Message in a bottle… After almost two years of struggle with the vicissitudes of Indie writing and publishing, I have, I believe, come up with a solution to all that has been vexing me, and keeping me from reaching the goals I have been working so hard to achieve, and all that has annihilated the joy to be found in the journey.
With the new lease on life I got after my return from New Zealand, I have been focused mostly on getting my health back, but also in increasing and maintaining the momentum in my career, which I didn’t want to lose. I’ve invested so much in it.
But I had convinced myself that I had to be a Type A personality in order to keep up with everyone else and have a chance in the Indie authoring and publishing world. As Shakespeare’s King Lear said, “Oh, that way, madness lies.” I hyperfocused on being the sole employee of my own company, and doing the work of 10 or 20 people, constantly chastising myself for not keeping up; for not being able to do it all up to a standard I hold dear. And all the while, I was forced to ignore everything else in my life. All the personal business, other creative pursuits, all the domestic trivia, my relationship with my wife. I wanted to enjoy the NOW, rather than living only for what comes next,
Yesterday, I was struck by a lightning bolt of revelation, when I was refilling my coffee cup, and Melissa drew up beside me and said, “Hey, I need a hug,” and as my arms wrapped around her, my first thought was, “I don’t have time for this.” And then I heard Dorothy Parker’s words “What fresh hell is this?” What had I let my mind make me into, when I allowed that niggling little dictator in my head to tell me that I had no time to hug my wife?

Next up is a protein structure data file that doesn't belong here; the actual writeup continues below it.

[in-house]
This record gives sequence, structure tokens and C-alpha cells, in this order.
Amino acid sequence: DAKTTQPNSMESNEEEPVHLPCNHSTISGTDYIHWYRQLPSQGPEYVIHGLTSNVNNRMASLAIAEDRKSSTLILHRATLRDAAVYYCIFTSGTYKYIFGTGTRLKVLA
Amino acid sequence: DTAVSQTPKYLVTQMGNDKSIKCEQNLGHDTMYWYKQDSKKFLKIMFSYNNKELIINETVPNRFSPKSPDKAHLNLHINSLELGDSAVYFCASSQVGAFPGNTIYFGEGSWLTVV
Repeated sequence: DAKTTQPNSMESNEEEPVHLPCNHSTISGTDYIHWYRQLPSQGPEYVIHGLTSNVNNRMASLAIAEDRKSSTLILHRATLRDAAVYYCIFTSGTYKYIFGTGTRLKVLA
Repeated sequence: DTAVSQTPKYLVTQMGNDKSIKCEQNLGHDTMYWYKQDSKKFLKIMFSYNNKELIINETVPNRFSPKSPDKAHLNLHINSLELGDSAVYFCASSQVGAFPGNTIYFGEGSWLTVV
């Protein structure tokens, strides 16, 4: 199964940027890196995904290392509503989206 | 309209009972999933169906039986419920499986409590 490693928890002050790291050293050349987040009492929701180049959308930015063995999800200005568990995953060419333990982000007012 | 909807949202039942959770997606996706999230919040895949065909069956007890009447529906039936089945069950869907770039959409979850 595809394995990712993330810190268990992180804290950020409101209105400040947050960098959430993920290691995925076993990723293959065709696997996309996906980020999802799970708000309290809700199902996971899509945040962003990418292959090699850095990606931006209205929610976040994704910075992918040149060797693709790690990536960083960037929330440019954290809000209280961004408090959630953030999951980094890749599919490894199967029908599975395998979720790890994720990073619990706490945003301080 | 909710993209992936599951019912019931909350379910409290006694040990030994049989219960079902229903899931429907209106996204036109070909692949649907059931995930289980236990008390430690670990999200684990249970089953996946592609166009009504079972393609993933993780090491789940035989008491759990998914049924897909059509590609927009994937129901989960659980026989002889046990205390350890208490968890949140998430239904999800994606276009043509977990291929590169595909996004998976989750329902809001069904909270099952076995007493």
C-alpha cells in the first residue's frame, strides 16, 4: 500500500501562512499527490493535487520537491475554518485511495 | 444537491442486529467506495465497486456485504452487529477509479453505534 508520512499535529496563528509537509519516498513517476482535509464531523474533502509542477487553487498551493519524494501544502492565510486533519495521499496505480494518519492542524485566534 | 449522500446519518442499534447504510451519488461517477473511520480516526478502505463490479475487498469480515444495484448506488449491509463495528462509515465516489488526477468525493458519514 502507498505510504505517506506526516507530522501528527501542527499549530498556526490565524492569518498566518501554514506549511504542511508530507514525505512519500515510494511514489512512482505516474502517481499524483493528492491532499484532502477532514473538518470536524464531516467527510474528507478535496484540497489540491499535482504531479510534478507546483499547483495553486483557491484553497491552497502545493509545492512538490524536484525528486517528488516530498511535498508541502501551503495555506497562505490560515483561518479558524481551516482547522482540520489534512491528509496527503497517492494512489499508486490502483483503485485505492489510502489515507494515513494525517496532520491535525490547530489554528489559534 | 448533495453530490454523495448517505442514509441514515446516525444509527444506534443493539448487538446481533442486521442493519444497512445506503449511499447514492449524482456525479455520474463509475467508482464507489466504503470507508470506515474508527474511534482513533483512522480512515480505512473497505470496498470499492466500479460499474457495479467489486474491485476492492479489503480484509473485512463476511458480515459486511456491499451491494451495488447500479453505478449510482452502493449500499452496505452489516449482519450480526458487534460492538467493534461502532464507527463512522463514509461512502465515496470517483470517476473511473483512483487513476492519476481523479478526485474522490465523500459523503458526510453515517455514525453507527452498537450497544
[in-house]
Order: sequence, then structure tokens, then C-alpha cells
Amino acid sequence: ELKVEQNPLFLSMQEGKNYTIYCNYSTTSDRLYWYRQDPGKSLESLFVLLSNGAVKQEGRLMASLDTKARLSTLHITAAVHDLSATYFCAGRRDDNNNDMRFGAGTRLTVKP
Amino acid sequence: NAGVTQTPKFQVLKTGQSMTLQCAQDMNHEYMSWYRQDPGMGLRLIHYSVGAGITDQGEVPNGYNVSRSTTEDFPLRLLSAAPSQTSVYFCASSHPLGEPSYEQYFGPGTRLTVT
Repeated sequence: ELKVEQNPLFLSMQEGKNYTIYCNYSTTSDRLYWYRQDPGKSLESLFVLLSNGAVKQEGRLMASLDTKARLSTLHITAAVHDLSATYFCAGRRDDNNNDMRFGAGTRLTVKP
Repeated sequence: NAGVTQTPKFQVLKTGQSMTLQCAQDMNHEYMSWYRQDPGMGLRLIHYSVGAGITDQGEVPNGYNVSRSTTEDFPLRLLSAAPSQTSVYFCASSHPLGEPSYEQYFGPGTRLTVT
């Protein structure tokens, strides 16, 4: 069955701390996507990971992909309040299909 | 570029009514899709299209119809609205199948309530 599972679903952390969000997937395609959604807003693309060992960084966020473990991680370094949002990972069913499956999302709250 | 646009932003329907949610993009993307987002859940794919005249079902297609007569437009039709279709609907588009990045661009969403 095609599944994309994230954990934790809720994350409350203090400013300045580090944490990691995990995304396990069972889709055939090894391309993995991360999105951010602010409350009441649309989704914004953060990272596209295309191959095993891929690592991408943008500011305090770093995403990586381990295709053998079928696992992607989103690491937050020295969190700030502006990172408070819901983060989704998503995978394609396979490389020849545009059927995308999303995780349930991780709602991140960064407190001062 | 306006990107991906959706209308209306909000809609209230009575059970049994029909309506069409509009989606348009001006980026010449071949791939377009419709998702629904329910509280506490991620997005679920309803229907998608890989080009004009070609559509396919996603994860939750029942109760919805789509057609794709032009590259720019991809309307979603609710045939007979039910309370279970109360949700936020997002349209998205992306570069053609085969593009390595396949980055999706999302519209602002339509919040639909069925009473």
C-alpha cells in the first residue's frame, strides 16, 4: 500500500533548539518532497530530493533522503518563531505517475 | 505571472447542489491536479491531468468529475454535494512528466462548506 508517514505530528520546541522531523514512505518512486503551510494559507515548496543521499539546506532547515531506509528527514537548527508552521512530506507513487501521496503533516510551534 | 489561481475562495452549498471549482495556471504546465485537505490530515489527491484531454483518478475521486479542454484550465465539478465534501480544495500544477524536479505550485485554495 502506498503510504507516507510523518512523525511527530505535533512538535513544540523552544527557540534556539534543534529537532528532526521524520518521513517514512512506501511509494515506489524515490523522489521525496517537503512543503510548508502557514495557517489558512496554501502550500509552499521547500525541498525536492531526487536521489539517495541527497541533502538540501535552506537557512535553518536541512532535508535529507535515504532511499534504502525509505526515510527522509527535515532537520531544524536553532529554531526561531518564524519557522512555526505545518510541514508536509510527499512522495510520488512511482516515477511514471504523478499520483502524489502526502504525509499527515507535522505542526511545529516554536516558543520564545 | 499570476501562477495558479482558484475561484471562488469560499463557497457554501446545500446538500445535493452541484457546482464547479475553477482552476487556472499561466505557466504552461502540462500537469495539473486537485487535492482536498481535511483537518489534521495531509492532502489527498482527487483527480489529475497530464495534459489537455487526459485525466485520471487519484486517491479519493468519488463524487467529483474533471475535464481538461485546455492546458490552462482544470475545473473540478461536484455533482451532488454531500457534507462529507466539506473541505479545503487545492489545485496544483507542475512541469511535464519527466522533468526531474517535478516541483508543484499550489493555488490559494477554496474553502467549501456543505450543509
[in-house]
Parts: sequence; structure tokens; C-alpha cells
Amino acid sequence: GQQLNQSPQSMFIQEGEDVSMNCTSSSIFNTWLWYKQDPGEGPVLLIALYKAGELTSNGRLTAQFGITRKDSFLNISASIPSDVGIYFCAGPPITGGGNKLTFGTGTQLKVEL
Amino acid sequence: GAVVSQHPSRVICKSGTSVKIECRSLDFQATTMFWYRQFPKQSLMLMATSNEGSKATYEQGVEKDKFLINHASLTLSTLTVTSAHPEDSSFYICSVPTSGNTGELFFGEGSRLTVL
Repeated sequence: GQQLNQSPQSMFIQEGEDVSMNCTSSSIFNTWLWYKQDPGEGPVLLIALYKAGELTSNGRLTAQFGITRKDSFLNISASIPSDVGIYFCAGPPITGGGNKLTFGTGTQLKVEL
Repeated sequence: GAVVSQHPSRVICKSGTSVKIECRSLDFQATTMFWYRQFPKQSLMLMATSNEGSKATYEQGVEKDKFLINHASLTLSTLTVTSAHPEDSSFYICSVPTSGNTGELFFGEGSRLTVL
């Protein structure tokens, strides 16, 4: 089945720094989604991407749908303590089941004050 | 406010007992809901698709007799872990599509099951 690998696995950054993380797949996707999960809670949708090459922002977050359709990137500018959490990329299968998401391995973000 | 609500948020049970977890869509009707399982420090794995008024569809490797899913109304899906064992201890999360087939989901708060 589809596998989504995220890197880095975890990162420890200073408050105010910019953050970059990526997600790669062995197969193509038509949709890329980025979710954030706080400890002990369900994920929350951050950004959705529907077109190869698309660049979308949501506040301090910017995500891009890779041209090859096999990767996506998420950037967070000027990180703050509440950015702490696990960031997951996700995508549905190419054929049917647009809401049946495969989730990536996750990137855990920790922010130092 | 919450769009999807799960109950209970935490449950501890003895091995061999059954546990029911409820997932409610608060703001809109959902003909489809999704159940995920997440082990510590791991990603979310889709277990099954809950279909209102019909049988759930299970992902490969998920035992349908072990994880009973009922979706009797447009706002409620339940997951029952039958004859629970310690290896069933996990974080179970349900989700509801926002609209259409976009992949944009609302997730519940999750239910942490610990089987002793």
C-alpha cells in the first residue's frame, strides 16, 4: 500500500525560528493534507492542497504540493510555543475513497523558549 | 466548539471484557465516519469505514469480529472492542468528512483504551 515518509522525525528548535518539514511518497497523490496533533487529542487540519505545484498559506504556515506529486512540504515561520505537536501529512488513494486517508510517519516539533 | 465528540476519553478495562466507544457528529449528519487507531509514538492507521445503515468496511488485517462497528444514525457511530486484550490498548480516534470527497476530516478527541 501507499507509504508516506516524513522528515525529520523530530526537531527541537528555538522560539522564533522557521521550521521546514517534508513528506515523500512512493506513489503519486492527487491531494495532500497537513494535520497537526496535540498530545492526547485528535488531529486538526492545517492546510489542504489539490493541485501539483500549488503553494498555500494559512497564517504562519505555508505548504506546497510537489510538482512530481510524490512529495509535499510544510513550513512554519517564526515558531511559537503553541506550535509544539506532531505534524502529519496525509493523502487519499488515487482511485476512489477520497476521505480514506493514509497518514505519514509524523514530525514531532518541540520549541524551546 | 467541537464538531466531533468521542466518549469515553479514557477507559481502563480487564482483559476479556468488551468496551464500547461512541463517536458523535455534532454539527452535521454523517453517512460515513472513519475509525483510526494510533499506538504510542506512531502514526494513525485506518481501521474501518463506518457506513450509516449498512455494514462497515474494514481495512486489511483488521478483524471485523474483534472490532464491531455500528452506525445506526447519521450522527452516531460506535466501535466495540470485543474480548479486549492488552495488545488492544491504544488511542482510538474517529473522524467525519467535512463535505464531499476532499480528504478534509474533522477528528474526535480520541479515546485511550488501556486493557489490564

So this morning, when I woke, that part of myself was hovering in the scurrilous recesses of my mind, her heartbeat echoing through the labyrinthine corridors, ignored, again. I wanted to just write something. Anything, no matter what it was–still trying to find that creative space I used to enjoy. I sat down at the computer, and just started jotting down some ideas about a story I had been toying with for several years: Behind the Left: Authoring the Apocalypse. After 700 words of notes, I sat back and thought about it. Thinking of how I should have been working on the next in one of my series. And then i didn’t feel like writing anymore. And I wondered if there was irony in it–if maybe I was authoring my own apocalypse. What was it, that was keeping me from enjoying my writing these days? The answer was immediate.
The pressures of the business side of writing.
The constant battle of keeping up with everyone else in advertising, promotions, production, spreadsheets…and everything else that goes along with being an Indie author and publisher. The problem was, the business side was sucking all my energy and tainting the very thing it’s all supposed to be about. The writing. The story. The creativity.
In years past, I used to write some, then work on music projects; writing songs, recording and producing them, then abstract painting or playing in the clay, firing, glazing, enjoying that process and the result, go somewhere, take pictures, read someone else’s book, and then I’d swing back around to writing again. And I got just as much done, though I didn’t release a book every month or two, because back then, there weren’t as many other Indie writers saturating the Amazon lists. Once I began to enjoy bestseller status, I had to work even harder to maintain that position. But more importantly, I ceased to enjoy every minute of it, as I had before. I had lost the joy, the satisfaction. Writing had become a means to an end, rather than a self-contained delight that began and ended with the creative process. Now, I suffer from anhedonia–exacerbated by the machinations of menopause, and the need to rebuild that broken life I found myself in after my almost three years in New Zealand, and the fallout from an ill-fated love.